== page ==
About the Food of Uzbekistan

The Registan Square in Samarkand, Uzbekistan. Photo by  Gustavo Jeronimo.

The Registan Square in Samarkand, Uzbekistan. Photo by Gustavo Jeronimo.

Upon our friends, 
Our strength depends.

Uzbek Proverb

Before this adventure, it often took a personal connection to help me tune into another part of the world, and such was the case with Uzbekistan.  I never gave much thought to the long central Asian country, until college, when I became friends with a girl named Marina.

She moved to the states from Uzbekistan when she was a girl.

We jogged together, 3 miles a day, 6 days a week. We never ran so hard that we couldn’t talk.

And boy did we ever talk.

My sister Elisa, Marina, myself, and Becky.

My sister Elisa, Marina, myself, and Becky on my wedding day.

She stood with me at my wedding in 2008, along with my sister and my friend Becky.

Speaking of weddings, here’s a photo of an Uzbek bride I found… look at her dress! Amazing.

(As are the other women’s dresses!)

Newlyweds in Uzbekistan. Photo by Dalbera.

Newlyweds in Uzbekistan. Photo by Dalbera.

Marina tells me Plov is the most traditional Uzbek food – the giant, communal pot of rice cooked with lamb and a few vegetables, rather like the Plov Recipe we tried for Turkmenistan.

tajikistan.food.recipe.img_0546

Unlike the plov we made for Tajikistan, however, Uzbek plov (also Palov), is known for it’s use of saffron and for sometimes including such treats as stuffed grape leaves, chickpeas, quince and more. There’s always lamb and carrots.

Marina says:

The right recipe will call for equal weight fatty lamb and julienned carrots, and a lot of barberries and cumin seeds, among other things.

She also suggests serving it with tomato and onion salad.

 The Greater Chimgan Mountain in Tashkent Province, Uzbekistan. Photo by Dmitriy Page.

The Greater Chimgan Mountain in Tashkent Province, Uzbekistan. Photo by Dmitriy Page.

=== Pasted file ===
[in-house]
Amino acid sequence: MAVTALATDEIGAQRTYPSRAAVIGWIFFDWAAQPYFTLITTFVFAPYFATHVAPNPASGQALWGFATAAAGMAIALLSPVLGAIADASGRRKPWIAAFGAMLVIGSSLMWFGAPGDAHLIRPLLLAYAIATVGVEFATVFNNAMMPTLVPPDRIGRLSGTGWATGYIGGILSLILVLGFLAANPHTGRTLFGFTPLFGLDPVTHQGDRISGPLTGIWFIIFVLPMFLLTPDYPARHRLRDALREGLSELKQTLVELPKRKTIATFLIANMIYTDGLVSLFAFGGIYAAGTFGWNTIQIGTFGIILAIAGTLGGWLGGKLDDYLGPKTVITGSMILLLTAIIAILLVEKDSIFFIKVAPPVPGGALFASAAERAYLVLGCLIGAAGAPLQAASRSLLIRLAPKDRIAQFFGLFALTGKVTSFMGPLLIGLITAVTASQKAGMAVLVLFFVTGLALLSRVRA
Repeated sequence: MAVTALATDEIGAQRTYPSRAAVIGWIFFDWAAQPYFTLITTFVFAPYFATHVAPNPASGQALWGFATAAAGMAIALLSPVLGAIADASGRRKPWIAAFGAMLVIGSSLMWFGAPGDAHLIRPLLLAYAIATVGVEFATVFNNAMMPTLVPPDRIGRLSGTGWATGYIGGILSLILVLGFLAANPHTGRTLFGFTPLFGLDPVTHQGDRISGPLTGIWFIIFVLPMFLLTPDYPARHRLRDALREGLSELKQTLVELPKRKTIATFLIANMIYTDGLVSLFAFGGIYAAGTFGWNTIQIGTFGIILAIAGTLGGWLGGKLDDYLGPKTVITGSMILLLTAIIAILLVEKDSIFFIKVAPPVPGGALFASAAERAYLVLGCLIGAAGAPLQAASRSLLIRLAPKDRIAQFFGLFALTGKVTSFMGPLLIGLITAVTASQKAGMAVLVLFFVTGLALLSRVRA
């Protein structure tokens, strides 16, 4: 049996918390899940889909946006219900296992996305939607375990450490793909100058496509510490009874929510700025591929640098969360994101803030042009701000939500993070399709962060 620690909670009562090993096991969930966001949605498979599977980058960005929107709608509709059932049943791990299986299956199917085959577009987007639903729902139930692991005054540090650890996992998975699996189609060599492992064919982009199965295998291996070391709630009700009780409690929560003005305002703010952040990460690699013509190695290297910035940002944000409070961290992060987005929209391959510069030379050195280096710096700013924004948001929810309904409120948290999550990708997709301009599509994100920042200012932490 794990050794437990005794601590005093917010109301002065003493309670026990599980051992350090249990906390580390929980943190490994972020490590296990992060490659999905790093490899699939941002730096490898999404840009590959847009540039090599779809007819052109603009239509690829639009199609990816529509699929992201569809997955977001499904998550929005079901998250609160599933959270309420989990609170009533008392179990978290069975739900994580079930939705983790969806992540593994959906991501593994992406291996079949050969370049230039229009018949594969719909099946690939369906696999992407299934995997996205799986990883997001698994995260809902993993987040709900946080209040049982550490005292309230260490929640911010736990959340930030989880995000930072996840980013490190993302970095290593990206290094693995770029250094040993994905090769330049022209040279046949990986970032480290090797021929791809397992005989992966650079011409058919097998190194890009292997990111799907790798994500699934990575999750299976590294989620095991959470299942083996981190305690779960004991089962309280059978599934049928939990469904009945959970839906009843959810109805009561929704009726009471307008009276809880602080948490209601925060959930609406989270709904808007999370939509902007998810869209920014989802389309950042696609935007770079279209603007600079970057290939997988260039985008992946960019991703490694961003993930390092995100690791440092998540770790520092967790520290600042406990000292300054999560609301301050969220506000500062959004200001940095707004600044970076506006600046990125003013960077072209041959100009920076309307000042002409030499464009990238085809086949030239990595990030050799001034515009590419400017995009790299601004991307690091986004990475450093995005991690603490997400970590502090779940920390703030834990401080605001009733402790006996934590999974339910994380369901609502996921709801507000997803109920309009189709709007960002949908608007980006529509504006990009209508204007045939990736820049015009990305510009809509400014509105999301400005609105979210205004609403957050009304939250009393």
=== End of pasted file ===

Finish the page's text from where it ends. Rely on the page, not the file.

Three other dishes Marina recommends are the big steamed dumplings, called manti, shashlik (shish kebob), and kambocha squash samosas.  Kambocha is the green skinned “pumpkin” with pale orange flesh.

These would certainly keep me warm on the chilliest of days.

Photo by Uzbekistan in the snow, by Kmaksud2012.

Photo by Uzbekistan in the snow, by Kmaksud2012.

Then there’s the simple, market-inspired meals. Like the Dimlama, a stewed one-pot vegetable dish often made at the end of the summer to use up garden produce  [Recipe].  A thick round of Uzbek bread, rather like the naan we made for Tajikistan, would make the perfect accompaniment.

Bread sellers with their traditional flat round loaves of Uzbek bread. Photo by upyernoz.

Bread sellers with their traditional flat round loaves of Uzbek bread. Photo by upyernoz.

For dessert, Marina recommends anything from the ever-loved baklava, honey cake, to even a spread of fresh fruit.

Fruit in Uzbekistan. Photo by Shuhrataxmedov.

Fruit in Uzbekistan. Photo by Shuhrataxmedov.

Traditional fruits include apples, quince (try it stuffed - [Recipe]), grapes, cherries, and other stone fruit.

When served with nuts, honey, and good, strong tea, all is well.

Maps & flag of Uzbekistan, courtesy of the CIA World Factbook.

Maps & flag of Uzbekistan, courtesy of the CIA World Factbook.

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Comments

  1. Brian Schwartz says:

    When I was a little kid, my dad wanted to take us to Uzbekistan. But we never went. It was to see Samarkand, of course. Samarkand, its very name redolent of history, is an ancient city. It sits astride trade routes and has been an important way station for almost 3000 years. In the 14th century it was the capital of Tamerlane’s huge empire.

  2. My eyes caught the Coca-Cola bottles in your last picture. It seems to me that this softdrink is a true global one. Should there be any drink more globally spread (apart from coffee and tea)?

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